Open surgical repair was the standard method of aneurysm repair for five decades.

Dr. Juan Parodi, Dr. Julio  Palmaz and Dr. Nicholas  Volodos are recognized as pioneers of endovascular aneurysm repair.  Dr. Parodi and Dr. Palmaz performed their first case in September of 1990. Dr. Frank Veith and Dr. Michael Marin and Dr. Parodi performed the first endovascular case in the United States in New York on November 22, 1992.

After years of technological development, endovascular repair of abdominal aortic aneurysms were eventually approved in the United States in September of 1999.  My endovascular team, which was already performing complex vascular cases since the early ’90s, was brought together and was excited about being pioneers. With appropriate treatment planning and strategy, the team was ready.

On December 3rd, 1999, I brought the endovascular team together including myself, Abercrombie interventional radiologist Dr. Lloyd Smith and my lead surgical technologist Kimberly Hardy and successfully carried out the first endovascular aneurysm repair in East Tennessee.  My involvement in early endovascular aortic techniques and deployments including hybrid techniques allowed me to help teach other colleagues, vascular surgical personnel and participate in multiple new trials and registries. This was the beginning of a new and exciting era.

Endograft used in 1999

The early endovascular aortic stent grafts were larger and not as flexible and could not accommodate some of the anatomic challenges.  The evolution of new technology though has allowed lower profile stent grafts to track easily and treat a wide array of aortic pathology. We can now treat more patients with endovascular techniques than ever before.

Two decades have gone by and we continue to develop and embrace new technology that ultimately saves lives and limbs.


The aorta is the largest blood vessel in the body. An aortic aneurysm is a bulging or ballooning of the wall of the abdominal aorta.  As the aneurysm enlarges it stretches the aorta. Abdominal aortic aneurysms can often grow slowly without symptoms, making them difficult to detect. Once detected you should be in an aortic surveillance program watching for potential growth.  Small aneurysms can stay stable and small and never grow. Some small aneurysms never rupture. Some aneurysms grow slowly over time and others expand quickly.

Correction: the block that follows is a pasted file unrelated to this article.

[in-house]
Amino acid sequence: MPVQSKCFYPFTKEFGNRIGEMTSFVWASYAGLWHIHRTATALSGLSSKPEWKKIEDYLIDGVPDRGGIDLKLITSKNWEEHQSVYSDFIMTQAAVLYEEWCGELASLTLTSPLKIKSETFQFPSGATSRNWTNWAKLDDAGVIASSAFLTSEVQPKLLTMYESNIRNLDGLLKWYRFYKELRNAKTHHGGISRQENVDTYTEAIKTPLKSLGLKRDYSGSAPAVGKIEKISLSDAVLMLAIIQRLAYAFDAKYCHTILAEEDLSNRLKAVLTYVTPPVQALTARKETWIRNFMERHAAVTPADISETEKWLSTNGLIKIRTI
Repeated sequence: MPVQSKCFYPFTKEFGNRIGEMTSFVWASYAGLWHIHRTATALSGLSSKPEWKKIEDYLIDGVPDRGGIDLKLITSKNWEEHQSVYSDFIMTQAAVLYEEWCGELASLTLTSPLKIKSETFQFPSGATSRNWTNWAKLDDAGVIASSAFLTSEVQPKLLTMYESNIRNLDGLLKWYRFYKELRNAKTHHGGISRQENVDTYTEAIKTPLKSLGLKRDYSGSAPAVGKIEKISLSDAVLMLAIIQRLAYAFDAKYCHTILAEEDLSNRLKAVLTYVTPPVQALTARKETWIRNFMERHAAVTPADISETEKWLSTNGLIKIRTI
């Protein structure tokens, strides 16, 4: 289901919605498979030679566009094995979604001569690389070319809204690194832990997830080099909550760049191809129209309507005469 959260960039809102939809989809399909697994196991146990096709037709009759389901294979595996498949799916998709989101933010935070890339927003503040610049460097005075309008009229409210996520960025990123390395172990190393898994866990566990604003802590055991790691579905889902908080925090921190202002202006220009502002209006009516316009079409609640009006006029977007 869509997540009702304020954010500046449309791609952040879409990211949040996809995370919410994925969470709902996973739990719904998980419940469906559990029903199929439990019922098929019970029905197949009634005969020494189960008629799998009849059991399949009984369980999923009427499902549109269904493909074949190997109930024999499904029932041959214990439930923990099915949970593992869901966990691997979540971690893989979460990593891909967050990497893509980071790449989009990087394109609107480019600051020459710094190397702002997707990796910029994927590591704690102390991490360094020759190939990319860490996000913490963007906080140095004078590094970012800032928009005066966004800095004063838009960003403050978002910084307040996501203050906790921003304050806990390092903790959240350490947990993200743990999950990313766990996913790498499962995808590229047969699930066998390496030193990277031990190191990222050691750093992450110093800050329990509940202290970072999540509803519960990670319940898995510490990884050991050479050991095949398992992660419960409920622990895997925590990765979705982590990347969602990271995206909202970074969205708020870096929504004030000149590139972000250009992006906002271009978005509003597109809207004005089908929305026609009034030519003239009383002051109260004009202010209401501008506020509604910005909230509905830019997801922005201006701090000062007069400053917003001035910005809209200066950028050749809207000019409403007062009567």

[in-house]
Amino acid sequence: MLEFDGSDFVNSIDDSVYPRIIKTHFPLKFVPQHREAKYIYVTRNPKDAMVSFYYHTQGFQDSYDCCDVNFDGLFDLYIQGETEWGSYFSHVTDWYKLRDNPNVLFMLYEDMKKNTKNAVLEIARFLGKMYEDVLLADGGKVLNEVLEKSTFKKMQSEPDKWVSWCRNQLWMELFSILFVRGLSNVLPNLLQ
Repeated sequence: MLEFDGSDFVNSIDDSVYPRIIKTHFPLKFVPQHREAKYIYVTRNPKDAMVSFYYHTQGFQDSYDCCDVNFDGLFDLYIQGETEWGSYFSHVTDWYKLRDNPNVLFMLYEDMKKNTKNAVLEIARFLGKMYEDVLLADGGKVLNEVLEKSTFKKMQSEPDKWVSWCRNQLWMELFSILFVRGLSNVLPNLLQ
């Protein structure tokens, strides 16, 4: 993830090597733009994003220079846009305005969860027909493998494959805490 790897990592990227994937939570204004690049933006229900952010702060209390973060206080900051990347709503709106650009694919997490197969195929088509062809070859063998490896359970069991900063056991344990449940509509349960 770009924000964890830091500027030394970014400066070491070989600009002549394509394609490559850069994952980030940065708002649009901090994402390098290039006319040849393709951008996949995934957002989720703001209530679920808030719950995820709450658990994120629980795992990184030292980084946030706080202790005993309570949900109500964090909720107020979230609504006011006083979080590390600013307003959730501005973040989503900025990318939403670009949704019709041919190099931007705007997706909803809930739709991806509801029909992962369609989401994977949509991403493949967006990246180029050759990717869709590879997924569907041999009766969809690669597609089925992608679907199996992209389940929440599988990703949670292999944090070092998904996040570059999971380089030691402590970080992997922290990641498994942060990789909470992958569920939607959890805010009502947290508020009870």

If you have a symptomatic or enlarging abdominal aortic aneurysm, you might notice:

  • Deep, constant pain in your abdomen or on the side of your abdomen or back pain

If your aneurysm reaches a critical point the aorta can rupture and can cause life-threatening bleeding. Your vascular surgeon can help you with surveillance and decision making regarding the best treatment option.

Risk factors:  There are multiple risk factors but the most common are listed below

  • Tobacco use. Smoking can weaken the aortic walls, increasing the risk not only of developing an aortic aneurysm but of rupture.
  • These aneurysms occur most often in people age 65 and older but can also occur in younger patients.
  • Men develop abdominal aortic aneurysms much more often than women
  • Family history. If anyone in your family had an abdominal aortic aneurysm it increases your risk of having the condition. Please get an ultrasound of your abdominal aorta.
  • Other aneurysms. Having an aneurysm in another large blood vessel, such as the artery behind the knee or the aorta in the chest, increases your risk of an abdominal aortic aneurysm.

The current procedure usually takes 2-3 hours through two small groin incisions. It can also be performed under local anesthesia percutaneously without skin incisions if appropriate.  This is certainly much different than two decades ago and patients are usually discharged within one to two days.